When making a recommendation, be sure to carefully acknowledge what the patient and family have told you.
If you listen, but then you recommend something different than what they have requested, it can come across as “not listening” and the conversation may be counterproductive.
It is valuable to make a clear recommendation. Your recommendation may not be accepted immediately — because of lack of information or denial or miracle-based beliefs. But most people appreciate a physician who expresses an informed opinion in a caring way.
You may hear that a family wants “every possible day that medicine can give,” and that their mother would want to be intubated, etc. Acknowledge their goals and share your professional opinion:
“It sounds like you are hoping that by putting your mom on a ventilator, it will prolong her life. However . . . “
You can then say that there is a lot that can be done short of intubation to ensure she is well treated and as comfortable as possible. But remember that you did ask about their goals so your recommendation needs to give evidence that you listened!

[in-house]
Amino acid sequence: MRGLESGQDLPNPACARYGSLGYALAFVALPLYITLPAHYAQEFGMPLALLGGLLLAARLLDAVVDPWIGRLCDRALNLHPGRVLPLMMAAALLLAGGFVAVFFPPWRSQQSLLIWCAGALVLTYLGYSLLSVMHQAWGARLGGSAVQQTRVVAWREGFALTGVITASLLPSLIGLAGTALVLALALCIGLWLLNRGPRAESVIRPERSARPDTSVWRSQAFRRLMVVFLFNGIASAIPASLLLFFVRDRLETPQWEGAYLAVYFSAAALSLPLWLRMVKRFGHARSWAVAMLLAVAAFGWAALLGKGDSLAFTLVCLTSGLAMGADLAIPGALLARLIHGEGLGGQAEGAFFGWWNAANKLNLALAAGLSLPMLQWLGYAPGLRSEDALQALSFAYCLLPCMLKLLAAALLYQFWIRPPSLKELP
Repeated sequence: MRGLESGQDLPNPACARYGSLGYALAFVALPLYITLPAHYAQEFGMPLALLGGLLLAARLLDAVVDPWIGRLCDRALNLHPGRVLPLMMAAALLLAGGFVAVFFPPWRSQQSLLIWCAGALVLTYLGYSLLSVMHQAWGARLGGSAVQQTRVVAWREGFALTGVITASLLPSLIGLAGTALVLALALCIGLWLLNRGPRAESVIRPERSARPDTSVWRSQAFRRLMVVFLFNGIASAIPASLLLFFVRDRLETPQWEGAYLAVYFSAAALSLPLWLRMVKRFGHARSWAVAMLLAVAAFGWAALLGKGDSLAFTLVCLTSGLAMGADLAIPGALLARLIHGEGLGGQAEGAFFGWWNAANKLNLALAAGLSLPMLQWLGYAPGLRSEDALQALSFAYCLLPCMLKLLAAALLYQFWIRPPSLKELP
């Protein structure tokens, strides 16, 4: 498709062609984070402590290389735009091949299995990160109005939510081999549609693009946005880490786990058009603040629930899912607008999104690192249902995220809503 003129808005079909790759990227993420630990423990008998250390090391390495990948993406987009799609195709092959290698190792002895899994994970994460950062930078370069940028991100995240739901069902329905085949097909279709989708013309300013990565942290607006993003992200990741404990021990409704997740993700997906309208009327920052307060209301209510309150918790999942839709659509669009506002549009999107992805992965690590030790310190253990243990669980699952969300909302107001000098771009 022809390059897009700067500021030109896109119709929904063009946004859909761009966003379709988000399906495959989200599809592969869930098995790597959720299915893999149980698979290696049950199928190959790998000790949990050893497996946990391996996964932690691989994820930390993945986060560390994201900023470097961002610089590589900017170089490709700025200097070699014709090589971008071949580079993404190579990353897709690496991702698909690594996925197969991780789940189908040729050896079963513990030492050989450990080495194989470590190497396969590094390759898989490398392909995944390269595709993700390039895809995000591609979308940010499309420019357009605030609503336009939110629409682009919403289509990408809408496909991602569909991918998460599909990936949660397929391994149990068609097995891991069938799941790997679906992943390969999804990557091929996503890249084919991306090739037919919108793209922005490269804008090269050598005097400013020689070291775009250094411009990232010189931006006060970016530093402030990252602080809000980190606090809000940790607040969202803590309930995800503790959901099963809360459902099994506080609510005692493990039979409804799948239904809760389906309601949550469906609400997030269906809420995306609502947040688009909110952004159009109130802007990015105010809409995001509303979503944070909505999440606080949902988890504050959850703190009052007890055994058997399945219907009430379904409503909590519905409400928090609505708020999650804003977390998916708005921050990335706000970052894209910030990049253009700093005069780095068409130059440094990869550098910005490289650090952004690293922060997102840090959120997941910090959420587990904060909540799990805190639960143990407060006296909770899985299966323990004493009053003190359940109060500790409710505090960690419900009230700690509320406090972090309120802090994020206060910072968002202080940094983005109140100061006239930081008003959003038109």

Another approach could be to consult the ICU to see if a trial of ICU level care is something that can prolong her life. The ICU can say, no, that won’t actually prolong her life, in which case, you are in sync with families goals and providing them with good information.
Providing information in a sensitive realistic way allows the person to make an informed decision.
- Watch the video below for an example.